Participating in democracy

I can’t vote. Although I am a permanent resident of the United States, I am not a citizen, which means I do not have the right/privilege of voting. It’s kinda like taxation without representation…

Because I cannot vote I have been feeling like I have no control over what happens today. Given that Illinois is strongly Democratic, it is extremely unlikely that my one vote would change things here. However, the same cannot be said of other places in the country. I will still not be glued to TV/web coverage of the election, though. Partly because of my inability to participate, partly because of my concerns over the two-party system, and partly because I cannot stand the media coverage for the reasons eloquently parodied in this xkcd comic:

So far so cynical. But something Greta Christina posted this morning made me perk up and feel a little more empowered:

I’m writing today to ask you to write and/or email your Senator, your Congressperson, your President. Your governor. Your mayor. Your city council. Your school board. If you don’t live in the U.S.: Your Prime Minister, your Premiere, your MP, your Assemblymember, your Deputy, whatever.

Not on any particular issue. Just in general. On whatever issue you care about.

And I want to argue that this is not a waste of time. I want to argue that this is one of the single most effective political actions we can take: not just to change this policy or that policy, but to change the entire way our government works, and the amount of power we have in it.

As I read this, I thought: I do this. Not as often as I should, but still. Over the last year I have sent many letters to local/state representatives on issues such as funding Planned Parenthood, gay rights, gender identity rights, violence against women, sex education, the environment, and health insurance coverage for contraception.

Why is this important? Back to Greta:

When very few people get involved in politics — when very few people even bother to vote, and even fewer bother to call or email their elected representatives — then the few people who do bother are the ones who get listened to. The hard-line crazies get to set the terms of the debate. Them, and the people with money.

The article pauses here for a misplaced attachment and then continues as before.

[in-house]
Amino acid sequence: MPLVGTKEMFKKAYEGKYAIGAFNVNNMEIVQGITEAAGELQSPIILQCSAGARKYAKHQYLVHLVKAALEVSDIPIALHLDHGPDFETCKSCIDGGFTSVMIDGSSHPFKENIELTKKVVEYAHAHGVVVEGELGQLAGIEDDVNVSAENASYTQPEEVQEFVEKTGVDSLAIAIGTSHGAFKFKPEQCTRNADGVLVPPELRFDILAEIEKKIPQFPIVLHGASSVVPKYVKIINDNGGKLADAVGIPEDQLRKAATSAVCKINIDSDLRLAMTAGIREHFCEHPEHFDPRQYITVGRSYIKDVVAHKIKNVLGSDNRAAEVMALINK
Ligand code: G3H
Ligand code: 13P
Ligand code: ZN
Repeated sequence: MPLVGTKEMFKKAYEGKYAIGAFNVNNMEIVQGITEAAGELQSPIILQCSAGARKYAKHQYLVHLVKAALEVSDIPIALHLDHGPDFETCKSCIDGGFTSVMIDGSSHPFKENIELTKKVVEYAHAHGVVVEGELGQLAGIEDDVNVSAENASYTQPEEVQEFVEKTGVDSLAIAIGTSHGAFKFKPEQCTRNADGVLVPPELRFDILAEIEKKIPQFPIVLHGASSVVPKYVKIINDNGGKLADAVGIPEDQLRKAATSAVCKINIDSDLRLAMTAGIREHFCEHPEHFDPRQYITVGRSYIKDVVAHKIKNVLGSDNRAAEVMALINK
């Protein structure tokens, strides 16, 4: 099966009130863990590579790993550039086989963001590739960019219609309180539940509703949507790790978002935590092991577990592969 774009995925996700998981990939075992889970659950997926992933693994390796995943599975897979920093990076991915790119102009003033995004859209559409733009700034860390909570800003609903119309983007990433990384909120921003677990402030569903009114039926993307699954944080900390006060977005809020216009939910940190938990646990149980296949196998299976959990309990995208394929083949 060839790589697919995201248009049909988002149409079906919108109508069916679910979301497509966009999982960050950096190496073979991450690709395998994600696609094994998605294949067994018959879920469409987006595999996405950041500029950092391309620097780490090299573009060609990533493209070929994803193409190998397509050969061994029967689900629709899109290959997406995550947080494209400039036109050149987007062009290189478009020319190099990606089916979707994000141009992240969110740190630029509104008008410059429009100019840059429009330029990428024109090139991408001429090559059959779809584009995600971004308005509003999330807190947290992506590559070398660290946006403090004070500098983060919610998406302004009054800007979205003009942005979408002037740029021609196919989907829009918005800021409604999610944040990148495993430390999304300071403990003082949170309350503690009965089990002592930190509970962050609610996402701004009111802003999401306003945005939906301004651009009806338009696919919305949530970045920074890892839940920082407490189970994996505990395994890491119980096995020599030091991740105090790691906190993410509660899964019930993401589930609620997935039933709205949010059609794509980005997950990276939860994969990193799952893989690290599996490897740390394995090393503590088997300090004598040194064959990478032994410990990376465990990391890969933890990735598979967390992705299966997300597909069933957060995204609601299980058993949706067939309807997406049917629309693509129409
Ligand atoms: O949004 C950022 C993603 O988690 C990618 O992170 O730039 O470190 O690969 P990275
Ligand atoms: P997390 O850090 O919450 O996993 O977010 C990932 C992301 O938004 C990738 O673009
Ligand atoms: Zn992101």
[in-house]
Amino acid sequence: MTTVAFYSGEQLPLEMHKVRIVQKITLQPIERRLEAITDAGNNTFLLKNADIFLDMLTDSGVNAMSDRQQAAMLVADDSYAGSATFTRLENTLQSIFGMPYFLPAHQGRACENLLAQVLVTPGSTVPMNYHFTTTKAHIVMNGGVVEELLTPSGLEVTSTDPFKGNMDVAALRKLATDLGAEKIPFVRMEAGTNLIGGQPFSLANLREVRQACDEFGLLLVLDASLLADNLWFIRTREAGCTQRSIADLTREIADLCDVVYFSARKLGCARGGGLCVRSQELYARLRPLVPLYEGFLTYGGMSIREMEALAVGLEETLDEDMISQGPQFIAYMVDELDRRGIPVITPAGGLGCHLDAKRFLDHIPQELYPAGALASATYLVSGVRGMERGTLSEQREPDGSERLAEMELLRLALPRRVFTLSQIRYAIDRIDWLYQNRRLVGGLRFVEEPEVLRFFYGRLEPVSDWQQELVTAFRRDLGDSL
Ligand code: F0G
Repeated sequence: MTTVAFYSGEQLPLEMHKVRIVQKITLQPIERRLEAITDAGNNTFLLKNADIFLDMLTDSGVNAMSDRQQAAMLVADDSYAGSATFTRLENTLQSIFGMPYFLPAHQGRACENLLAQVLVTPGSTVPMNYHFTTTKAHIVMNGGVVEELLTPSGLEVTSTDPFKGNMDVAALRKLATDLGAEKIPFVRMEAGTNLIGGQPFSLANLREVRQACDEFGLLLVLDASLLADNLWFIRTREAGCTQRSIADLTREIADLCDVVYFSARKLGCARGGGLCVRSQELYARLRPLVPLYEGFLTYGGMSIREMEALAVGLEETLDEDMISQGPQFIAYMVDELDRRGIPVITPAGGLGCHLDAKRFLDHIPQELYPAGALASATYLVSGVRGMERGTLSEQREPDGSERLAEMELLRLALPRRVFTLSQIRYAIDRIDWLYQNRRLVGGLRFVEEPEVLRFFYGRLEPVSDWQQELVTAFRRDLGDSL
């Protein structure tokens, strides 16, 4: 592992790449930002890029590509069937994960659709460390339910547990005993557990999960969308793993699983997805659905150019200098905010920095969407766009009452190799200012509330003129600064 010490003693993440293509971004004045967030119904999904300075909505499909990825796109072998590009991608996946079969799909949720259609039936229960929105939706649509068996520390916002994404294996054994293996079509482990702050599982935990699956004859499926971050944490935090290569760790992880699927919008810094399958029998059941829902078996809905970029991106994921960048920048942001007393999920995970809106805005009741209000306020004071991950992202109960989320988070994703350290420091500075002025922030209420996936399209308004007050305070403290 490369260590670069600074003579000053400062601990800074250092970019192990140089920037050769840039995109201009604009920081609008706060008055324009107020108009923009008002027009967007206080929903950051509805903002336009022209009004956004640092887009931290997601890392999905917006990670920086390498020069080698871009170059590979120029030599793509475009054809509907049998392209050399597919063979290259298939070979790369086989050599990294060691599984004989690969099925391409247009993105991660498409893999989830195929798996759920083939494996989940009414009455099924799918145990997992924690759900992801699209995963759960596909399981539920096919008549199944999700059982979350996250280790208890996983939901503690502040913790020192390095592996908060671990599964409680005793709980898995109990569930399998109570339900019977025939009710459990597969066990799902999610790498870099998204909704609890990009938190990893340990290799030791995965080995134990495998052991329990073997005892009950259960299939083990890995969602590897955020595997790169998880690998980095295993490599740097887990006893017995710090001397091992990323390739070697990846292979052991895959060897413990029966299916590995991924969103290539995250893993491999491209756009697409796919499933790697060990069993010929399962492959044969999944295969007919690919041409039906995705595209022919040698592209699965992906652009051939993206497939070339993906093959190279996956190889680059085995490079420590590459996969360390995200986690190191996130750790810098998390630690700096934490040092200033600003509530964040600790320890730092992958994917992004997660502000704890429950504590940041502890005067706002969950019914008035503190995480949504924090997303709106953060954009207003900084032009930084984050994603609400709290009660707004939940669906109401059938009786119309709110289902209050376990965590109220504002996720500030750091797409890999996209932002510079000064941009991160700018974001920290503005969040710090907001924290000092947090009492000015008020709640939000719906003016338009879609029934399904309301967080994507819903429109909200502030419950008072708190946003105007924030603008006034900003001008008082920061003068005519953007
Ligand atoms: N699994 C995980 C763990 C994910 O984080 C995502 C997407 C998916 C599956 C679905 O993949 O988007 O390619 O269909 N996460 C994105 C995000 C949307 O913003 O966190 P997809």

Decisions are made by those who show up.

And if we want to be making the decisions, we have to show up.

Government is — in theory, and at least some of the time in practice — the way a society pools some of its resources, to provide itself with structures and services that make that society function smoothly and that promote the common good. And it’s the way a society decides how those pooled resources should be used. It’s one of the main ways that a society shares, cooperates, works together, takes care of each other — all those great ideals we learned in kindergarten. Government is roads, parks, fire departments, street sweepers, public health educators, emergency services, sewers, schools. Government is not Them. Government — democratic government, anyway — is Us.

But for government to do all this and be all this, not just in theory but in practice, we need to start seeing government as Us.

And calling/ emailing your President, your Senators, your Congressperson, your governor and your mayor and your dogcatcher, is one of the most powerful things we can do to turn government from Them into Us. It reminds our elected officials that they work for Us, that they’re there to represent Us. And maybe just as importantly, it reminds us of that, too.

If you want to look at it idealistically: Many elected officials get into politics because they want to make a difference, and want to represent the will of their voters. And those officials are desperately wishing for citizens to kick up a stink on important issues: it makes it easier for them to fight special interests, and it lets them know that we’ve got their back. (It’s a whole lot easier to tell your big campaign contributors, “No,” when you can say, “I’m really sorry, but my phone is ringing off the hook about this one, and if I don’t support/ oppose it my voters will have my head.”)

So, regardless of how it all plays out today, the fights for rights are not won or lost. We the people can and should exercise our ability to participate in democracy on every issue, at local, state, and national levels. Our voices can be continuously informing the shape of the future, not just once every four years.

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